FLOCK-BASED SURVEILLANCE FOR LOW PATHOGENIC AVIAN INFLUENZA VIRUS IN COMMERCIAL BREEDERS AND LAYERS, SOUTHWEST NIGERIA

African Journal of Infectious Diseases (AJID)

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Title FLOCK-BASED SURVEILLANCE FOR LOW PATHOGENIC AVIAN INFLUENZA VIRUS IN COMMERCIAL BREEDERS AND LAYERS, SOUTHWEST NIGERIA
 
Creator Oluwayelu, Daniel Oladimeji
Omolanwa, Ayoyimika
Adebiyi, Adebowale Idris
Aiki-Raji, Comfort Oluladun
 
Subject Traditional Medicine, Medicinal Plants
Background: Flock surveillance systems for avian influenza (AI) virus play a critical role in countries where vaccination is not practiced so as to establish the epidemiological characteristics of AI needed for the development of prevention and control st
 
Description Background: Flock surveillance systems for avian influenza (AI) virus play a critical role in countries where vaccination is not
practiced so as to establish the epidemiological characteristics of AI needed for the development of prevention and control strategies
in such countries.
Materials and Methods: As part of routine AI monitoring in southwest Nigeria, a competitive ELISA was used for detecting
influenza A virus antibodies in the sera of 461 commercial breeder and layer birds obtained from different flocks in Oyo State,
Nigeria while haemagglutination inhibiting antibodies against low pathogenic AI viruses (LPAIVs) were detected using H5N2,
H7N7 and H9N2 subtype-specific antigens. Suspensions prepared from cloacal swabs were tested for AI virus RNA using reverse
transcriptase-polymerase chain reaction.
Results: Results showed that influenza A virus antibody prevalence was 12.8% and 9.3% for breeders and layers, respectively while
HI assay revealed 22.0%, 2.0% and 78.0% prevalence of LPAIV H5N2, H7N7 and H9N2 antibodies respectively. All cloacal swab
suspensions were negative for AIV RNA.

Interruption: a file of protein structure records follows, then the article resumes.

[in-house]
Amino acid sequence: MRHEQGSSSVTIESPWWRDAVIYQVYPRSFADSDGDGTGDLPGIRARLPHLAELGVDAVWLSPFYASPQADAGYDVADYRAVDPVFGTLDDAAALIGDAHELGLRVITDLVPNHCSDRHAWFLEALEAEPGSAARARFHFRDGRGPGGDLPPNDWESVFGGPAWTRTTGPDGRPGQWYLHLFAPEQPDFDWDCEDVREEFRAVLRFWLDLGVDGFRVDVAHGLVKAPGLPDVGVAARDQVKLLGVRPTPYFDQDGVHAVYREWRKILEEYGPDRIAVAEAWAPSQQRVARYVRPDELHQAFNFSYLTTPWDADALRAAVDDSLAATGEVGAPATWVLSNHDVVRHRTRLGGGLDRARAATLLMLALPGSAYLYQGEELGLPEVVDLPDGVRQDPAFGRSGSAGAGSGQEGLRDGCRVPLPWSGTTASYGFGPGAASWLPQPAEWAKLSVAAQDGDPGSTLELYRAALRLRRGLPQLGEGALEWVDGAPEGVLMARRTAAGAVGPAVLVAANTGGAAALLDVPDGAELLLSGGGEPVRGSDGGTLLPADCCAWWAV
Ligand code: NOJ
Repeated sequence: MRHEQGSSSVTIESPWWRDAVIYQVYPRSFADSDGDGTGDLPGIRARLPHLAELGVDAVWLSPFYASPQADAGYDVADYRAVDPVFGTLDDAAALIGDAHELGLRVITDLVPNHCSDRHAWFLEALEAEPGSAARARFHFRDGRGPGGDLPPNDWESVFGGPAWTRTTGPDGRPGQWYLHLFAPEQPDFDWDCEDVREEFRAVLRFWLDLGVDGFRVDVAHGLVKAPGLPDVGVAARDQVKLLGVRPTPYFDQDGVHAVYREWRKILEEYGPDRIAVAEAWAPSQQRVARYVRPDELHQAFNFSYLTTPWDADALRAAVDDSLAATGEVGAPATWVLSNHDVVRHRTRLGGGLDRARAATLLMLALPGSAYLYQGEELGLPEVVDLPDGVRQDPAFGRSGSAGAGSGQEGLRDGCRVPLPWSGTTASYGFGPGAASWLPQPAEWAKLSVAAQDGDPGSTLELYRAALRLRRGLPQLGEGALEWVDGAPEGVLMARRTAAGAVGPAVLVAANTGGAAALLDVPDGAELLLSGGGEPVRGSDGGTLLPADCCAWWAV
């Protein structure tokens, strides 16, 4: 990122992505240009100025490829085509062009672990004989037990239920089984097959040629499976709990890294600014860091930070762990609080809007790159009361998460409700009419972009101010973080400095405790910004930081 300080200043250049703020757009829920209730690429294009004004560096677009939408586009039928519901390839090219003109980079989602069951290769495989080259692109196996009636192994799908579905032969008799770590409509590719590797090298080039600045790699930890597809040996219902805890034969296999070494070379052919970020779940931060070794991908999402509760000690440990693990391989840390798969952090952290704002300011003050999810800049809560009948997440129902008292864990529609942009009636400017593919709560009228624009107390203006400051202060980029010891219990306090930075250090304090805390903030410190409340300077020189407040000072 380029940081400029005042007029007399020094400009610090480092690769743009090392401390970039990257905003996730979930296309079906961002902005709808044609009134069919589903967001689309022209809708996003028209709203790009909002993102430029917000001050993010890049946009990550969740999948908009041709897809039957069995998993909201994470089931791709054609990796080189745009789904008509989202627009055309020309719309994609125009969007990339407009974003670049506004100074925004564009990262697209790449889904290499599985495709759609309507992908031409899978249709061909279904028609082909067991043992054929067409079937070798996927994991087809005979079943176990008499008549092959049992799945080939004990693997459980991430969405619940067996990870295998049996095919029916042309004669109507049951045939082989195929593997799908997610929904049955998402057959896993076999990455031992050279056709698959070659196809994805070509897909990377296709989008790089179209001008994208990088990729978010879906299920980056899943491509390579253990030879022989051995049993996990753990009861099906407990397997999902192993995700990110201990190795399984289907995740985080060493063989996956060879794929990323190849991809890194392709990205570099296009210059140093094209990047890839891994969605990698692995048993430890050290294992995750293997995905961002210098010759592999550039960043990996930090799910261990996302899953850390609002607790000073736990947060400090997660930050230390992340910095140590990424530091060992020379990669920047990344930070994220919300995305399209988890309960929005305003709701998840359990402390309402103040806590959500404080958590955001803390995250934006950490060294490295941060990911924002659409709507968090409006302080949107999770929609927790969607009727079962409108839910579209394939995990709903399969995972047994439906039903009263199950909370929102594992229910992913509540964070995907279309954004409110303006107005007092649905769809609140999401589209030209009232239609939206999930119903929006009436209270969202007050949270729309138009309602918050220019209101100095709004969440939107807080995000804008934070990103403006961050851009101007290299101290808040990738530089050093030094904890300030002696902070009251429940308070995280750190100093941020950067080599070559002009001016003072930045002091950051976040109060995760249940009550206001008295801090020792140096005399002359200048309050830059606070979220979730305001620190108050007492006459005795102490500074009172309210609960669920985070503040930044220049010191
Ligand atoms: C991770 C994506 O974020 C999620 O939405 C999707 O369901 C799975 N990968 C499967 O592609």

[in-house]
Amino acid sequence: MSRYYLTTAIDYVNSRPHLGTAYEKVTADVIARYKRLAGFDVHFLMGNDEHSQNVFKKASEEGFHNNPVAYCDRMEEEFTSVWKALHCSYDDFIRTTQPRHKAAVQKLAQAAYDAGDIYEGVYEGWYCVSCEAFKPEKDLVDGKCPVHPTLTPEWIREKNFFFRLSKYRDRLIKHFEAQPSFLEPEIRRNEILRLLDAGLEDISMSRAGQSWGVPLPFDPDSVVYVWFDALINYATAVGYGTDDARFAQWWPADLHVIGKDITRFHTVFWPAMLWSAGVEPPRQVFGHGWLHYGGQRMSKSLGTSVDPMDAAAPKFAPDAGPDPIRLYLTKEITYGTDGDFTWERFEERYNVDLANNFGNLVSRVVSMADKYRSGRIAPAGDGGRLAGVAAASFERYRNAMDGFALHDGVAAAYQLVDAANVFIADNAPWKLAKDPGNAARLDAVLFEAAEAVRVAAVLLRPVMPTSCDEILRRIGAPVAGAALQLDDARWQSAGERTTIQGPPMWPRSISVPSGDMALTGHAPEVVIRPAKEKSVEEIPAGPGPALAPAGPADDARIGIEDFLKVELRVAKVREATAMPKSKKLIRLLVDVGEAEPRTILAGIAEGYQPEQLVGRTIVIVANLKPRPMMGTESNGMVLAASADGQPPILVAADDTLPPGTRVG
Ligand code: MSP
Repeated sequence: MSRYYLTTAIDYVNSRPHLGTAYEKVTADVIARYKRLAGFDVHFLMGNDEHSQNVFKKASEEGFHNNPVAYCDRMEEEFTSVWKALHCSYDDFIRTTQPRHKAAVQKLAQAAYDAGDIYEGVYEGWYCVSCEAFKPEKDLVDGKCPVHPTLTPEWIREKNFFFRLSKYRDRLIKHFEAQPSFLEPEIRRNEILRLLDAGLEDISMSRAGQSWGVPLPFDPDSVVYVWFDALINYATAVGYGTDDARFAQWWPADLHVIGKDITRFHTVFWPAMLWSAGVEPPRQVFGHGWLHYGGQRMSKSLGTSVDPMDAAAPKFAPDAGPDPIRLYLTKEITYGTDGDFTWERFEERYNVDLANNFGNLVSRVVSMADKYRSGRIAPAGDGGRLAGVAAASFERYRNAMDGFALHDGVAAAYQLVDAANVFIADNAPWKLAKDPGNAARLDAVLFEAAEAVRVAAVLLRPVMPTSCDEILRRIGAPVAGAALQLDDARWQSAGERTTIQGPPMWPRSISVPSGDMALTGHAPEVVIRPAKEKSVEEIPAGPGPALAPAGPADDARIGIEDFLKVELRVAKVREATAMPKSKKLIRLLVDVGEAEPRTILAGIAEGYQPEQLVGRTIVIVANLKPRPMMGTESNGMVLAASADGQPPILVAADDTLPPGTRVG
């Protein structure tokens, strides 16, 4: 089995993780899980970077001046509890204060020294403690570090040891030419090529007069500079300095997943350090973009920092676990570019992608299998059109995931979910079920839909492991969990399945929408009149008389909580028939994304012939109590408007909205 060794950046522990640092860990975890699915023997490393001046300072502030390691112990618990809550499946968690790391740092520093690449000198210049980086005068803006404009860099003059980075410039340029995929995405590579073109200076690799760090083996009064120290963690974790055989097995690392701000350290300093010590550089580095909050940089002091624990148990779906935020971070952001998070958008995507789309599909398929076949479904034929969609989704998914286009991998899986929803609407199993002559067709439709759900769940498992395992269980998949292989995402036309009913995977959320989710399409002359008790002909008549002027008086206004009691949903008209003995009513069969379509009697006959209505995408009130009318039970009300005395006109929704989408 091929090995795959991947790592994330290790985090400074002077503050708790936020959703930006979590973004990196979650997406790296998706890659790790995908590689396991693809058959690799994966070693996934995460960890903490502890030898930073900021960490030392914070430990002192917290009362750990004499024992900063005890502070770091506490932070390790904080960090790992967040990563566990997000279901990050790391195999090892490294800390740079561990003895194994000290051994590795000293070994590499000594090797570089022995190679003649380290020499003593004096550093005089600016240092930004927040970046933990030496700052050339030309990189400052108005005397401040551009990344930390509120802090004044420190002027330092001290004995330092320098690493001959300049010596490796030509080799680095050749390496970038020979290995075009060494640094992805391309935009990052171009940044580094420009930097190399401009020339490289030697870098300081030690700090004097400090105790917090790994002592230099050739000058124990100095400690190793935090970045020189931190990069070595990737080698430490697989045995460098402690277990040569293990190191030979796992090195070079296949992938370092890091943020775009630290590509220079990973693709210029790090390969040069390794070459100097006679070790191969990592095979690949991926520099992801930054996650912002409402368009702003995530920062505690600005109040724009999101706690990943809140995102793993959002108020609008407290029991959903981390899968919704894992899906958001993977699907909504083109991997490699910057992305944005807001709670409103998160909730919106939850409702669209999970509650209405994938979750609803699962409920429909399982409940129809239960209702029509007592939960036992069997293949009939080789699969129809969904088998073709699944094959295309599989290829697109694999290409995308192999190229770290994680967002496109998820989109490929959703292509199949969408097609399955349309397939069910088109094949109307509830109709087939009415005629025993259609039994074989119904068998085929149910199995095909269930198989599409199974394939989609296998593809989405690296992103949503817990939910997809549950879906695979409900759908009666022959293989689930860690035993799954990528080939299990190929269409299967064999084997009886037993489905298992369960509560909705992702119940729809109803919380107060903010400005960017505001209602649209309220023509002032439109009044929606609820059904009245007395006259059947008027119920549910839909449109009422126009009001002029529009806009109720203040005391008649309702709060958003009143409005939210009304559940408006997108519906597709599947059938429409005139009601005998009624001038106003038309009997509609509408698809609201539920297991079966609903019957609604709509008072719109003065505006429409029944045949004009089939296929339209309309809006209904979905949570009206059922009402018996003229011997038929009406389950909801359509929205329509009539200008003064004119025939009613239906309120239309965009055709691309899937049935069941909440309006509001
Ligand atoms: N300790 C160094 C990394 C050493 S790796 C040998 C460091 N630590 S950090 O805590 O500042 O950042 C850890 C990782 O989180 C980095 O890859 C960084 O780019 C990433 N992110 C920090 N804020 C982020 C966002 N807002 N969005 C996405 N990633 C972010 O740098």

Conclusion: Since LPAI infections result in decreased or complete cessation of egg production in breeder and layer birds, increased
infection severity due to co-infection with other poultry viruses have occasionally been transmitted to humans, the detection of
LPAIV H5N2, H7N7 and H9N2 antibodies in these birds is of both economic and public health significance. These findings
underscore the need for continuous flock monitoring as part of early warning measure to facilitate rapid detection and sustainable
control of AI in Nigerian poultry.
 
Publisher African Traditional Medicine Supporters Initiative (ATHMSI), 7, Road 1, Otunmaiye Square
 
Contributor
 
Date 2016-11-24
 
Type info:eu-repo/semantics/article
info:eu-repo/semantics/publishedVersion
Peer-reviewed Article
 
Format application/pdf
 
Identifier http://journals.sfu.ca/africanem/index.php/AJID/article/view/4538
10.21010/ajid.v11i1.5
 
Source African Journal of Infectious Diseases (AJID); Vol 11, No 1 (2017); 44-49
2505-0419
2006-0165
 
Language eng
 
Relation http://journals.sfu.ca/africanem/index.php/AJID/article/view/4538/pdf
 
Coverage Africa


 
Rights Copyright (c) 2016 African Journal of Infectious Diseases (AJID)
 

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